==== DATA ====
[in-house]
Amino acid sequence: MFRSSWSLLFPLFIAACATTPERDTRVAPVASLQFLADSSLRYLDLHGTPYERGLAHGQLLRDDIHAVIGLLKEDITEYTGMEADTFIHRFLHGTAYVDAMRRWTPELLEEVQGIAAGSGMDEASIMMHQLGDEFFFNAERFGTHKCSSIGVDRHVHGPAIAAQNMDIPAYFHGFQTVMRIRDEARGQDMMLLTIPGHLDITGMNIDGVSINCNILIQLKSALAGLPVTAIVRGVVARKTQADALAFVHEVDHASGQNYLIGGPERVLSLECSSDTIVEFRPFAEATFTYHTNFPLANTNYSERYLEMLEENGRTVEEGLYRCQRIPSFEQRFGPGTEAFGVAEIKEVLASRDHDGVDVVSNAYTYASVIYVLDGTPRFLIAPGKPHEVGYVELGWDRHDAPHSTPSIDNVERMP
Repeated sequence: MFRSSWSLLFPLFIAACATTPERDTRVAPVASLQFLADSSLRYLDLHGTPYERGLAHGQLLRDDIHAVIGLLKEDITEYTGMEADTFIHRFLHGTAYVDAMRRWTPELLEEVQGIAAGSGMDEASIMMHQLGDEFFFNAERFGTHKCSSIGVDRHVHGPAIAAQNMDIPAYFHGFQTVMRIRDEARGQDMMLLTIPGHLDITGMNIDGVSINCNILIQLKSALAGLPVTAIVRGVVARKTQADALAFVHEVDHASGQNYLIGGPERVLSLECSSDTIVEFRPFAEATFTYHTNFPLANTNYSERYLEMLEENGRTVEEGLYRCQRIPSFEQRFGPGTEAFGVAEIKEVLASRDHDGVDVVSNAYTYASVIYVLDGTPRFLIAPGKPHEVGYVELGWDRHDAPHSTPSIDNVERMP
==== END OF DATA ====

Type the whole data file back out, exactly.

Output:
[in-house]
Amino acid sequence: MFRSSWSLLFPLFIAACATTPERDTRVAPVASLQFLADSSLRYLDLHGTPYERGLAHGQLLRDDIHAVIGLLKEDITEYTGMEADTFIHRFLHGTAYVDAMRRWTPELLEEVQGIAAGSGMDEASIMMHQLGDEFFFNAERFGTHKCSSIGVDRHVHGPAIAAQNMDIPAYFHGFQTVMRIRDEARGQDMMLLTIPGHLDITGMNIDGVSINCNILIQLKSALAGLPVTAIVRGVVARKTQADALAFVHEVDHASGQNYLIGGPERVLSLECSSDTIVEFRPFAEATFTYHTNFPLANTNYSERYLEMLEENGRTVEEGLYRCQRIPSFEQRFGPGTEAFGVAEIKEVLASRDHDGVDVVSNAYTYASVIYVLDGTPRFLIAPGKPHEVGYVELGWDRHDAPHSTPSIDNVERMP
Repeated sequence: MFRSSWSLLFPLFIAACATTPERDTRVAPVASLQFLADSSLRYLDLHGTPYERGLAHGQLLRDDIHAVIGLLKEDITEYTGMEADTFIHRFLHGTAYVDAMRRWTPELLEEVQGIAAGSGMDEASIMMHQLGDEFFFNAERFGTHKCSSIGVDRHVHGPAIAAQNMDIPAYFHGFQTVMRIRDEARGQDMMLLTIPGHLDITGMNIDGVSINCNILIQLKSALAGLPVTAIVRGVVARKTQADALAFVHEVDHASGQNYLIGGPERVLSLECSSDTIVEFRPFAEATFTYHTNFPLANTNYSERYLEMLEENGRTVEEGLYRCQRIPSFEQRFGPGTEAFGVAEIKEVLASRDHDGVDVVSNAYTYASVIYVLDGTPRFLIAPGKPHEVGYVELGWDRHDAPHSTPSIDNVERMP